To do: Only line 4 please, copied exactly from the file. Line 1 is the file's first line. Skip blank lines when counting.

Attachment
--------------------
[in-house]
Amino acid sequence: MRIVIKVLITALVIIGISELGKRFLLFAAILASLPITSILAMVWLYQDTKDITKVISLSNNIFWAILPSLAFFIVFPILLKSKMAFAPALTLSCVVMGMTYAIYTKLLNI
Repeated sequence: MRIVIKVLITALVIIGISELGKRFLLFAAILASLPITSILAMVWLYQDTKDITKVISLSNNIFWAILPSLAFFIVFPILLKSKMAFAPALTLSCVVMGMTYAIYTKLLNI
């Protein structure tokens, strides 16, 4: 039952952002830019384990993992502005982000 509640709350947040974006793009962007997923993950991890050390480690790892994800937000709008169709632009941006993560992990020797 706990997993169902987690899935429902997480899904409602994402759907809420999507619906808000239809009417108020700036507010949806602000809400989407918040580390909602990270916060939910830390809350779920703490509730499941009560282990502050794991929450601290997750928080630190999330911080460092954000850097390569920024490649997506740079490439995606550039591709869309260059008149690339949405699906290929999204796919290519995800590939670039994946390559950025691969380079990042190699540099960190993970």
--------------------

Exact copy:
């Protein structure tokens, strides 16, 4: 039952952002830019384990993992502005982000 509640709350947040974006793009962007997923993950991890050390480690790892994800937000709008169709632009941006993560992990020797 706990997993169902987690899935429902997480899904409602994402759907809420999507619906808000239809009417108020700036507010949806602000809400989407918040580390909602990270916060939910830390809350779920703490509730499941009560282990502050794991929450601290997750928080630190999330911080460092954000850097390569920024490649997506740079490439995606550039591709869309260059008149690339949405699906290929999204796919290519995800590939670039994946390559950025691969380079990042190699540099960190993970």